Barry Gilbert, Vice President, Asset Allocation Strategist

There is a commonly shared chart out there (with lots of slightly different variations) that has occasionally run into some criticism. The chart shows stock market returns if you missed the best market days each year. Carson’s version is below. The point of the chart is straightforward and is captured by the old market saw that “time in the market” is more important than “timing the market.” We learned this lesson again just recently, as some pundits flip from bearish to bullish nearly 10 months after the market bottom, discussed in Ryan Detrick’s August 17 blog, “Now They Turn Bullish?”. The thing is, this delayed reaction off of market bottoms is not that unusual, and despite the chart’s flaws, the consequences of missing the best days of the year is still one of the best ways of showing this.

Now we know that investors don’t jump constantly in and out of the market and even if they did, they would not be at risk of only missing the best one, two, or five days of the year. In that sense the critics are right. But the chart does still highlight the risks associated with market timing. It doesn’t take much of a mistake for the opportunity costs from being out of the market to add up very quickly. Mistakes like this can be so costly, that some industry studies estimate that over the long run they can remove as much as 2% per year or more from accumulated gains. (See, for example, these reports by Vanguard and Russell.)

And while many people believe they are, or could be, excellent market timers, the evidence is that not many are. To the contrary, what’s much more common is for people to be “anti-market timers,” the tendency to move out of the market when it would be more beneficial to move in, and vice versa. In fact, this common phenomenon is the source of Hall of Fame investor Warren Buffet’s famous advice, “be fearful when others are greedy, and greedy when others are fearful.” Sentiment is most negative and cash levels often surge when the market is near a bottom.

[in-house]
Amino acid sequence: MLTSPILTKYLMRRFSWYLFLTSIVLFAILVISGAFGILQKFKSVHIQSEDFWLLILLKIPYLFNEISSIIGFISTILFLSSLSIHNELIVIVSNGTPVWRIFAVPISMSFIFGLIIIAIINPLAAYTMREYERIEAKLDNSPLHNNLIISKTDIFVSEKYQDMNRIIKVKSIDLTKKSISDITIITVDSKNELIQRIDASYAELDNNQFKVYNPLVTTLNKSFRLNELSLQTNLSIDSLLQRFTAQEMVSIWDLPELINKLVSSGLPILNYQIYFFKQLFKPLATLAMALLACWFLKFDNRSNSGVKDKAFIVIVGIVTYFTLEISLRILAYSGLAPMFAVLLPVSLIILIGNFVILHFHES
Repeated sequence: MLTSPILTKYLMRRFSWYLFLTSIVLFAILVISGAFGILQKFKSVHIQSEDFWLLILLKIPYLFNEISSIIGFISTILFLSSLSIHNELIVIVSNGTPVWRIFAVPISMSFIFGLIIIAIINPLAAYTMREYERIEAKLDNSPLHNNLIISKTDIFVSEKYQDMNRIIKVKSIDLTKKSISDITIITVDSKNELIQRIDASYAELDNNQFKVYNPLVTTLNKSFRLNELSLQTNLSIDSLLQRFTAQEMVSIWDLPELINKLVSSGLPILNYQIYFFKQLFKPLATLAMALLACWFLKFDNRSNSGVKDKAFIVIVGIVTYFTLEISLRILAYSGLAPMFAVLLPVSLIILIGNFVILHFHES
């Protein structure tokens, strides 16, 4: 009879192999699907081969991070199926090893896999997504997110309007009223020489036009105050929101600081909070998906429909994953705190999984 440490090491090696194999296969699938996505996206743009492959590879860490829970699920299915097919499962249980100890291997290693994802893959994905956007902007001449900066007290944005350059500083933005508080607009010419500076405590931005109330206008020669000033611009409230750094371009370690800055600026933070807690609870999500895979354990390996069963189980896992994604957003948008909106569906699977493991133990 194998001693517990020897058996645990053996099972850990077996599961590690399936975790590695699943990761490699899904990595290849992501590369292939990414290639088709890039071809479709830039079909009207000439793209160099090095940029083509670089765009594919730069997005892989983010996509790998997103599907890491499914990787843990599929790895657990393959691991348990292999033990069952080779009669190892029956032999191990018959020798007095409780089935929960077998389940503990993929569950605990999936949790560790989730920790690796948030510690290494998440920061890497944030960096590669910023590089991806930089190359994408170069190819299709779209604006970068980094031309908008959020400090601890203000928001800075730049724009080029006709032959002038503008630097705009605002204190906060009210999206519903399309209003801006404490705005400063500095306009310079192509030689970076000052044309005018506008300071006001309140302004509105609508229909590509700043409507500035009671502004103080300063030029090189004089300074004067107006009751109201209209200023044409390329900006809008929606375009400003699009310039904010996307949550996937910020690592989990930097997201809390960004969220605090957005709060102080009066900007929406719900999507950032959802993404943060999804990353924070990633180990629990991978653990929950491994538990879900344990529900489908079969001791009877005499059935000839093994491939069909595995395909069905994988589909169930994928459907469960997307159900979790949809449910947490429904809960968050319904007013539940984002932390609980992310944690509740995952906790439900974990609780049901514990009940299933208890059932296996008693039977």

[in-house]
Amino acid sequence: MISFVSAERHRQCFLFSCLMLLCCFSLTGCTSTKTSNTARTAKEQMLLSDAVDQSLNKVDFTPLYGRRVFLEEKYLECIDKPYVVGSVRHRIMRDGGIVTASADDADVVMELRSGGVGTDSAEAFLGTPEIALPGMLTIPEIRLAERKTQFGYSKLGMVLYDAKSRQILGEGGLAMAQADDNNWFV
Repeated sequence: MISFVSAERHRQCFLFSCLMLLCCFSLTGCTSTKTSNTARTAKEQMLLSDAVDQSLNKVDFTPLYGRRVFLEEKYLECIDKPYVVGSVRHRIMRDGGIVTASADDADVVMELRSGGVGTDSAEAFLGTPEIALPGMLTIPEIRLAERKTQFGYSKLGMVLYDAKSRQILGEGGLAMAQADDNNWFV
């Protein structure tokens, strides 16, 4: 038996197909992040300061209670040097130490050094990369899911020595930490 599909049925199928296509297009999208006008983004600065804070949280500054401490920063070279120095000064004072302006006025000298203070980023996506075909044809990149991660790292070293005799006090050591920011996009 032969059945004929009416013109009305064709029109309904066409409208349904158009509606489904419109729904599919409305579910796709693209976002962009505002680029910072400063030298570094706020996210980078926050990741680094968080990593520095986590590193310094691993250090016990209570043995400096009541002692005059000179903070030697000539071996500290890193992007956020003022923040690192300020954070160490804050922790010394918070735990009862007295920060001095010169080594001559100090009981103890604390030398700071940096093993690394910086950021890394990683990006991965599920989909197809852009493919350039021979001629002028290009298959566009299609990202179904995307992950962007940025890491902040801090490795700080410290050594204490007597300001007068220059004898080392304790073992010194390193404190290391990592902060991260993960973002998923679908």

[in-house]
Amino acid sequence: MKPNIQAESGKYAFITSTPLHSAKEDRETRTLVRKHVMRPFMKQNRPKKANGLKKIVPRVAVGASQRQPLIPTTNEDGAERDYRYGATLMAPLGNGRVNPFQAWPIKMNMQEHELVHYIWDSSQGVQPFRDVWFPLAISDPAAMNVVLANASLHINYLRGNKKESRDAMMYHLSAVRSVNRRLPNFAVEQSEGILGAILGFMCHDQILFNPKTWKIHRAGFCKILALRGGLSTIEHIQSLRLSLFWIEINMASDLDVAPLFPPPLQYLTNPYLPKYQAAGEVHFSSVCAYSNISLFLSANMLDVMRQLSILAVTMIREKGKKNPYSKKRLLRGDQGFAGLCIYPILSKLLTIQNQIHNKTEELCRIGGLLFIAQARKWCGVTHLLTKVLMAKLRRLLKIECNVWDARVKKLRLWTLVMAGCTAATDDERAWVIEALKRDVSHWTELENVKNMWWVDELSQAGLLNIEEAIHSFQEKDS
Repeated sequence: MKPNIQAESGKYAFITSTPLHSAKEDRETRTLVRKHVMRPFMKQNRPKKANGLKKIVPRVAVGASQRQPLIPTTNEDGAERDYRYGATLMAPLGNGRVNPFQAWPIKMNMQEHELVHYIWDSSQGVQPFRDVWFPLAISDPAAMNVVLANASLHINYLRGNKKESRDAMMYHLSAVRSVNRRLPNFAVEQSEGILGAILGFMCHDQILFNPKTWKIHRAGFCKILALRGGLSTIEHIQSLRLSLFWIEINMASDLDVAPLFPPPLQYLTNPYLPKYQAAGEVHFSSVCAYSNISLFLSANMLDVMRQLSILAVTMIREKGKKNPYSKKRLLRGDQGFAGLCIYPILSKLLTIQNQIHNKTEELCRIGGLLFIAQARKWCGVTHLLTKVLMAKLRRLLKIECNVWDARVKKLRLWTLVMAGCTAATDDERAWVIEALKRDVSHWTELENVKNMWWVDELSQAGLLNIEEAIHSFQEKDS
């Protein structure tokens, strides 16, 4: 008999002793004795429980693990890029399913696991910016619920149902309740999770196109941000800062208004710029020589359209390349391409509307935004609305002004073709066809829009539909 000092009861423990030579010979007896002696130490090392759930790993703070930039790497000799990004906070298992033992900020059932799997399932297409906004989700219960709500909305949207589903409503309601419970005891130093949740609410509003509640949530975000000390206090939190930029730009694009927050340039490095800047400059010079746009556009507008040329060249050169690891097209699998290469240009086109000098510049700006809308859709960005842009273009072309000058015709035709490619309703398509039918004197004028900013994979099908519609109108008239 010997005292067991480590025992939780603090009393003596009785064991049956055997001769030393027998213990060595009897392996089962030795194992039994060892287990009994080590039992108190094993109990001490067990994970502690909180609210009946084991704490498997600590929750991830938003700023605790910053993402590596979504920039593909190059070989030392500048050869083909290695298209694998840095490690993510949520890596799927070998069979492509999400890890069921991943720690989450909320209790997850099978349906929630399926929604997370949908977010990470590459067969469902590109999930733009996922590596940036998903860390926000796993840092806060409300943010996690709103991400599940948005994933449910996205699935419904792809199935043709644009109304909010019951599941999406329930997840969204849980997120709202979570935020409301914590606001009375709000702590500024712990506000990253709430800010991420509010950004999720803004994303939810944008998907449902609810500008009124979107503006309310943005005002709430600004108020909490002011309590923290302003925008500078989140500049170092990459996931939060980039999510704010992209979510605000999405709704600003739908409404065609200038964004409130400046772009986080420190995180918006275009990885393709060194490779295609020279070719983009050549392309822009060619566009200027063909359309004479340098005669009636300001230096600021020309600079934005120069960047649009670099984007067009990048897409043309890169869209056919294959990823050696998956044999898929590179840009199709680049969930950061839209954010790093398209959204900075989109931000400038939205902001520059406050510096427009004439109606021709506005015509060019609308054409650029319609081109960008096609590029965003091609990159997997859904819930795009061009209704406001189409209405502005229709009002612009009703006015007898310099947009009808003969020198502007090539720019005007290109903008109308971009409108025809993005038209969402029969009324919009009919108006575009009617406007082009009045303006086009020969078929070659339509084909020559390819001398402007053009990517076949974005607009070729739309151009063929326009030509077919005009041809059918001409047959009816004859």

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What makes missing the best days (and some additional pretty good ones) easy is those best days often happen within shouting distance of some of the worst days. At the same time, investors who exited the market usually take some time to get back into it. Three of the 10 worst days for the S&P 500 Index since 1950 occurred in March 2020. Two of the best days came later in March.

Since good days tend to cluster, often near or even among bad days, another way of looking at this is missing the best days over the entire period and not just so many days every year. So, take every market day from 1951 to 2022 and remove a certain number of best days. Even if you take out just 50, that’s an average of less than one day per year, the impact can be substantial.

Finally, what about missing longer best or worse periods? We looked at the best and worst one-month periods (21 trading days) since 1951. Looking at just the top 20 distinct one-month periods, the best are within three months of the worst 65% of the time and within a year 85% of the time. Moving out of the market near major declines substantially increases the odds of missing the best market days while still participating in much of the declines.

Of course, now is not the time that investors are raising cash. To the contrary, we see money moving back into the market. But it is a reminder of an important “lesson learned” that we only just experienced, which may help keep it in mind for the next market decline. Time in the market, not timing the market, is often what matters. And one of the best reminders of that lesson is probably still the chart that shows the consequences of missing the best days of each year.

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